Government ‘should borrow more to protect public services’

19 Sep 18

The government should borrow tens of billions of pounds more a year to protect public services, a think-tank has suggested.

Services such as prisons and public health could face real terms cuts of 2.1% or 4.1% per capita in the first half of the 2020s if the government fails to provide them with more money, the New Economics Foundation has claimed.

Even with the government’s announcement of an extra £20.5bn for the NHS earlier this year by 2023/24, this would amount to “no average increase at all”, in Austerity by Stealth?, the first in a series of work looking at the future of public services in the 2020s.

“We find that unless the government changes course, the chancellor’s recent claim that there is ‘light at the end of the tunnel’ will amount to hollow rhetoric,” the report warned.

The think-tank added: “Reversing this trajectory is entirely possible.” It suggested for “keeping up with demand pressures in health, social care and schools services” would cost an extra £14.6bn a year by 2023-24.

To improve outcomes further an extra £31.8bn would be needed, the foundation said.

“Our analysis shows that government has the space to borrow tens of billions more per year, compared to its current plans,” the report stated.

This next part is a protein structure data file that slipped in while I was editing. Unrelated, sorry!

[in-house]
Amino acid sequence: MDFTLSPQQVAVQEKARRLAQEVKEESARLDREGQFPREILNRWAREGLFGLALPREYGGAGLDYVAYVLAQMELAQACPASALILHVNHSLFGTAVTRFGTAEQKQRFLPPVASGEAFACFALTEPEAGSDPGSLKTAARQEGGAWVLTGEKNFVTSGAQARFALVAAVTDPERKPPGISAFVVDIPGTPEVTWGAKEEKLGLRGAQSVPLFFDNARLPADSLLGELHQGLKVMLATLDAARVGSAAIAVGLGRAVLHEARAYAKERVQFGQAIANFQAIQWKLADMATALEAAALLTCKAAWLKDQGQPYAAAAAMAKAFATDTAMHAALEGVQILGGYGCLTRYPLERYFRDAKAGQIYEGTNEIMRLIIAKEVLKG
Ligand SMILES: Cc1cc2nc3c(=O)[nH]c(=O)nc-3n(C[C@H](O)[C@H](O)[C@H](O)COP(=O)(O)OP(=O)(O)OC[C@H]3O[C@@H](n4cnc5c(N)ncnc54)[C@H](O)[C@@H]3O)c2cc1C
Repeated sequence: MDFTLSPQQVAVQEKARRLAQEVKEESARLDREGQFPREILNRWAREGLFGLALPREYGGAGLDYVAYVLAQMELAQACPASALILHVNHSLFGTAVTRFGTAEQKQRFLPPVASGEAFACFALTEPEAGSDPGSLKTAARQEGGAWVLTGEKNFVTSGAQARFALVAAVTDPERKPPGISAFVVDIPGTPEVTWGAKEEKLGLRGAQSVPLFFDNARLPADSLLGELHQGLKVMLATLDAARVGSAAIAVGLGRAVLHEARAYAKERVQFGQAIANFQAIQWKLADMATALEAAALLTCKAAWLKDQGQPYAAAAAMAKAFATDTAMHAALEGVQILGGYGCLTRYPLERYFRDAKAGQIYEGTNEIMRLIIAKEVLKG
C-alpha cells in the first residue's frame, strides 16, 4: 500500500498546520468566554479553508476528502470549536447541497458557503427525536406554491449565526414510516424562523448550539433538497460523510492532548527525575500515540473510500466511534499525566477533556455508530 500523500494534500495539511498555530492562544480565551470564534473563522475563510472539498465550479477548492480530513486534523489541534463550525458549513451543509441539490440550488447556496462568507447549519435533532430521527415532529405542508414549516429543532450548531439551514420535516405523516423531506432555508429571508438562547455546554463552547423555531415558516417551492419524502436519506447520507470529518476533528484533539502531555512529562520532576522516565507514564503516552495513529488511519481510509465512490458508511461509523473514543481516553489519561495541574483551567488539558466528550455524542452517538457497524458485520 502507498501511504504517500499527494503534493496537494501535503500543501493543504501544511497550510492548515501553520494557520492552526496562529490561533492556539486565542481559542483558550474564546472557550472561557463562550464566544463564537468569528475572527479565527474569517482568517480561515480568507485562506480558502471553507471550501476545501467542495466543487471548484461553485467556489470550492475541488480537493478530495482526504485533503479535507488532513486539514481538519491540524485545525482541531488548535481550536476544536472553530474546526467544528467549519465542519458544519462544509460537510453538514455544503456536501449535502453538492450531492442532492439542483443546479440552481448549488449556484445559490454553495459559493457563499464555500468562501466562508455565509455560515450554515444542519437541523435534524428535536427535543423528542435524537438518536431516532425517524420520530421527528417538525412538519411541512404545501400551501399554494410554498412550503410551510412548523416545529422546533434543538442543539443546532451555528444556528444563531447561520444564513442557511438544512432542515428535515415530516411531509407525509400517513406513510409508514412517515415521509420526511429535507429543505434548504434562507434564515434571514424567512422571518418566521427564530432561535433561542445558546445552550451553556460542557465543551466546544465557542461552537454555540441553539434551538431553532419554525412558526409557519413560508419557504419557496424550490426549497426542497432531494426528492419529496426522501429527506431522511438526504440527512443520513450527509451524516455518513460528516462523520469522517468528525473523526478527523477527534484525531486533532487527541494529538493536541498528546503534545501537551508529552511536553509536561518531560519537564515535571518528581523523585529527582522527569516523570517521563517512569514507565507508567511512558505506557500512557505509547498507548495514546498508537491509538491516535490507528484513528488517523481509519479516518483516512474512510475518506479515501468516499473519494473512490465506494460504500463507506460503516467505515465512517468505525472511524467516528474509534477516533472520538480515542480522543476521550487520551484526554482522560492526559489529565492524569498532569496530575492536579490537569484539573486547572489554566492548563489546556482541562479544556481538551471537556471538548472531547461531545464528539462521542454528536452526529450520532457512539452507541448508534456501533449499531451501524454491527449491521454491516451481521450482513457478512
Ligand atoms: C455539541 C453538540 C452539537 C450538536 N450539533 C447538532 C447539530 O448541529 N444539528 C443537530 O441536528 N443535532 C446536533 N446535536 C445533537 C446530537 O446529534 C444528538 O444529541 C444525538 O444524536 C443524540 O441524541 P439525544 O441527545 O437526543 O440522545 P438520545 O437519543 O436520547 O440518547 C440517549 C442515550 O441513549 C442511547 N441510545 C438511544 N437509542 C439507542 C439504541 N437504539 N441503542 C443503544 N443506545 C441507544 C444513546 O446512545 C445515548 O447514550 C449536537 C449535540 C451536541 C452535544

It also proposed that higher progressive taxation could be used as a “complement or alternative to borrowing”.

To reverse the effects of austerity “public services are in dire need of a new settlement and a boost in resources” otherwise the living standards lost through cuts to public services “could become permanent”, the think-tank warned.

Alfie Stirling, head of economics at NEF, said that austerity has “arguably been the worst economic policy error in a generation”.

Sarah Arnold, research at NEF, said: “Austerity has decimated our public services. It is time to move on from this failed experiment that has ruined lives.

“But even though the government has talked about ‘the light at the end of the tunnel’, away from the headlines we are still facing a further five years of austerity by stealth, including for: prisons, public health and homelessness services.”

The research pointed to Office for Budget Responsibility analysis, which said discretionary cuts to public services have suppressed GDP by a cumulative 15% between 2010-11 and 2017-18, equating to £10,000 per household.

The NEF calculated potential funding cuts for prisons as totalling £70m, public health funding around £80m and housing up to £30m by 2023-24.  

Last week, the Institute for Government criticised the Treasury saying that its spending plans were “not credible”.

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